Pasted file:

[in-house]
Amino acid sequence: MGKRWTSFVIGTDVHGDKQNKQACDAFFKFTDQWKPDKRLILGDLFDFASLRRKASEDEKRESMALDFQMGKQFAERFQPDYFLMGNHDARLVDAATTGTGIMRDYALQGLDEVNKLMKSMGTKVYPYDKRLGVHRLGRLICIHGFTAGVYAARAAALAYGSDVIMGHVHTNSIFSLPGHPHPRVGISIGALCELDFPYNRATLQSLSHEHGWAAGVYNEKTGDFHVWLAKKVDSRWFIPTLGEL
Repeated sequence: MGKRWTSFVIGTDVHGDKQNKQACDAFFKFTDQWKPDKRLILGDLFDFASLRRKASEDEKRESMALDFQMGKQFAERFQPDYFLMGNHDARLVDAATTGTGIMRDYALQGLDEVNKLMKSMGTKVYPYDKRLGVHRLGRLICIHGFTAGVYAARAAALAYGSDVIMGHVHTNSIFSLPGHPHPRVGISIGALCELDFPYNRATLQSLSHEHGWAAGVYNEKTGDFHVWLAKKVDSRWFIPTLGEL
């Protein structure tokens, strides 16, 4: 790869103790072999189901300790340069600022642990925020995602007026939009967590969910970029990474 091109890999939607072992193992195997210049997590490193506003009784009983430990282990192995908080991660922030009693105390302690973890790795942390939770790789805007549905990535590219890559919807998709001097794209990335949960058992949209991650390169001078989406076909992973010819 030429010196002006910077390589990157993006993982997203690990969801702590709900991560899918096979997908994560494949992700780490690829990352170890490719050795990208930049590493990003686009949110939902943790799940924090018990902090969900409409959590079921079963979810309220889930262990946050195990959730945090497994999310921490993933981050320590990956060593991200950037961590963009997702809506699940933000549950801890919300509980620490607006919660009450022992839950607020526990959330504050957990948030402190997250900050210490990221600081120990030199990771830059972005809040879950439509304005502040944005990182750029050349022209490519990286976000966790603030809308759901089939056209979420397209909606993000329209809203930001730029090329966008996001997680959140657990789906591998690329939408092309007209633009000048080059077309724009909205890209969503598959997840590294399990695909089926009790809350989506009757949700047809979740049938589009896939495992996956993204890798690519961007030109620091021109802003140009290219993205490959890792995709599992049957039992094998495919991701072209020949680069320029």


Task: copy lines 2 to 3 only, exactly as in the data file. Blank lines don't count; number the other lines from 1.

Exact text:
Amino acid sequence: MGKRWTSFVIGTDVHGDKQNKQACDAFFKFTDQWKPDKRLILGDLFDFASLRRKASEDEKRESMALDFQMGKQFAERFQPDYFLMGNHDARLVDAATTGTGIMRDYALQGLDEVNKLMKSMGTKVYPYDKRLGVHRLGRLICIHGFTAGVYAARAAALAYGSDVIMGHVHTNSIFSLPGHPHPRVGISIGALCELDFPYNRATLQSLSHEHGWAAGVYNEKTGDFHVWLAKKVDSRWFIPTLGEL
Repeated sequence: MGKRWTSFVIGTDVHGDKQNKQACDAFFKFTDQWKPDKRLILGDLFDFASLRRKASEDEKRESMALDFQMGKQFAERFQPDYFLMGNHDARLVDAATTGTGIMRDYALQGLDEVNKLMKSMGTKVYPYDKRLGVHRLGRLICIHGFTAGVYAARAAALAYGSDVIMGHVHTNSIFSLPGHPHPRVGISIGALCELDFPYNRATLQSLSHEHGWAAGVYNEKTGDFHVWLAKKVDSRWFIPTLGEL